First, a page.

Bring up the issue of infrastructure and one thing starts to become very clear not long after the discussion begins: the topic itself is complex, if not complicated.
It encompasses opinions from a variety of interest groups, public policy experts and even academics, all offering a perspective on where society has landed and where it should be headed.
Those perspectives are hardly unanimous, perhaps skewed by the particular professional interests involved or simply a factor of just how big the topic appears to have become in a world where there are more places needing infrastructure investment than the resources required to deliver on those pressing needs.
But here’s at least a thought as we begin to tackle the issue: any discussion around the topic of infrastructure must first deal with what’s actually being talked about.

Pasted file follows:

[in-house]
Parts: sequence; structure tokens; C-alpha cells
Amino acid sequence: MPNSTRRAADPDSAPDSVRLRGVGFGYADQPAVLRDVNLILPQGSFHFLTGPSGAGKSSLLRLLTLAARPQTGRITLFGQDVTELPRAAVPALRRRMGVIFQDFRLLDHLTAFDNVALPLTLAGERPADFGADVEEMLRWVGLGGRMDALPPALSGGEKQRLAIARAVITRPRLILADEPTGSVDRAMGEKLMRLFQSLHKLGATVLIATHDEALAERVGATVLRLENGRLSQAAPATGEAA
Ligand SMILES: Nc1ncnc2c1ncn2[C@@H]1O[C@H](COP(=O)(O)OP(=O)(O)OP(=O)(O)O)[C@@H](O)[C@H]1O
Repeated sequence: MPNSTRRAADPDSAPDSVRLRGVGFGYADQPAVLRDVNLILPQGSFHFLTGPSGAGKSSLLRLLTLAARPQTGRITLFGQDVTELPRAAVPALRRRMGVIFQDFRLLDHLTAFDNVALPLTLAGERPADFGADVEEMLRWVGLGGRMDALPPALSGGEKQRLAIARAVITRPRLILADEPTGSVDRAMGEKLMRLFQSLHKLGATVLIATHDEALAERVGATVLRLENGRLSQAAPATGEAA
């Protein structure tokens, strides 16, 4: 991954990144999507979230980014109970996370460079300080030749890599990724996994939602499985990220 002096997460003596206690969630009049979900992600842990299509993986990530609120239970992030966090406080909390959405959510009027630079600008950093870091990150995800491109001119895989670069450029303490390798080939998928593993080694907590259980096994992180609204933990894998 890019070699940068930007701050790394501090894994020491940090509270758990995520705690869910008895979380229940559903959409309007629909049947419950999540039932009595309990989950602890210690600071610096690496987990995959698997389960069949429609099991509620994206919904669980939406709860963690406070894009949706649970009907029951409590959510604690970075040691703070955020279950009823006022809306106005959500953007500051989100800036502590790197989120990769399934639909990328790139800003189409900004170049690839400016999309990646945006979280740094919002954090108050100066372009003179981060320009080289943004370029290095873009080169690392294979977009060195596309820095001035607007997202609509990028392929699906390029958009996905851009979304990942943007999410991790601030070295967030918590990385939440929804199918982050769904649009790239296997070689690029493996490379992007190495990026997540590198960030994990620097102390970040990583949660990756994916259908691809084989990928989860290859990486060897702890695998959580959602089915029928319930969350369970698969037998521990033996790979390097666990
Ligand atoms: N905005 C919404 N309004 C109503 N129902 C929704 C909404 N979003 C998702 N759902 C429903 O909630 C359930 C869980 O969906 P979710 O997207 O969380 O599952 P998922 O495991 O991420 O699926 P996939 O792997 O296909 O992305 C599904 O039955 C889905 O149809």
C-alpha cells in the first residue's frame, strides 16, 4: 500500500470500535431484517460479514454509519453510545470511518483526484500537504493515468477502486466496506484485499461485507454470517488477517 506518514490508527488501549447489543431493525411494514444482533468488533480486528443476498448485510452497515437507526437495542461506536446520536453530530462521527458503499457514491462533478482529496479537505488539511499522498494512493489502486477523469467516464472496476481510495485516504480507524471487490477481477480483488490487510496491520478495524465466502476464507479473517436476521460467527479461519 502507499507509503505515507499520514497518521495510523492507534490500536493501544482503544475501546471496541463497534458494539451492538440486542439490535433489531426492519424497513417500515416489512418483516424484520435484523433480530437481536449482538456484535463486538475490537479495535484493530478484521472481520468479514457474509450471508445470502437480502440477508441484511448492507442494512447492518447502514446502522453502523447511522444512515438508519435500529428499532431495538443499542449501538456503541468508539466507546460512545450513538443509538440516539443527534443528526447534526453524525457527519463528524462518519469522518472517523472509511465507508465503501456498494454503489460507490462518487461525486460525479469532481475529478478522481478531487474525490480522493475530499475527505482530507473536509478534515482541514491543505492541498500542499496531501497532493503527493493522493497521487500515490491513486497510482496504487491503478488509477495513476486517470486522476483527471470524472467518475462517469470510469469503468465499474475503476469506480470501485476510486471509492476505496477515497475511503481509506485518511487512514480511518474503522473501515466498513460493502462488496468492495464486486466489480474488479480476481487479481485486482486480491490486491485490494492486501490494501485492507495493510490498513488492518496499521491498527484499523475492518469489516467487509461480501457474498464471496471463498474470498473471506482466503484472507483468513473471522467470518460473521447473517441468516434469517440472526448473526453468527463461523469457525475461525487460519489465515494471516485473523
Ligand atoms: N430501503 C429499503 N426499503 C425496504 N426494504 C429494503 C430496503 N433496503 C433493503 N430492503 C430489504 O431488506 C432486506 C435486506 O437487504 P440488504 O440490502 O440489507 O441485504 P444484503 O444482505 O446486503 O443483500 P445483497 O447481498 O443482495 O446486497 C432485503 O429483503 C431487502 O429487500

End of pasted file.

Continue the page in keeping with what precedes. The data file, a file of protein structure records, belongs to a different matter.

In a city like Flint, Mich., the most obvious slice of the infrastructure pie may be dealing with the complex set of pipes that residents once took for granted to deliver water that was safe to drink.
Clearly those assumptions have been upended with the crisis enveloping the city, although it may have also raised questions that other communities, in Michigan and elsewhere, may not have thought they’d ever have to ask.
When infrastructure is discussed, one way of dissecting the issue may be to divide the category into what we can see—the bridges and roads that all rely on to some extent—and what remains hidden from view—the labyrinth of pipes that deliver water and take away sewage, not to mention the various utilities that bring us power and connectivity.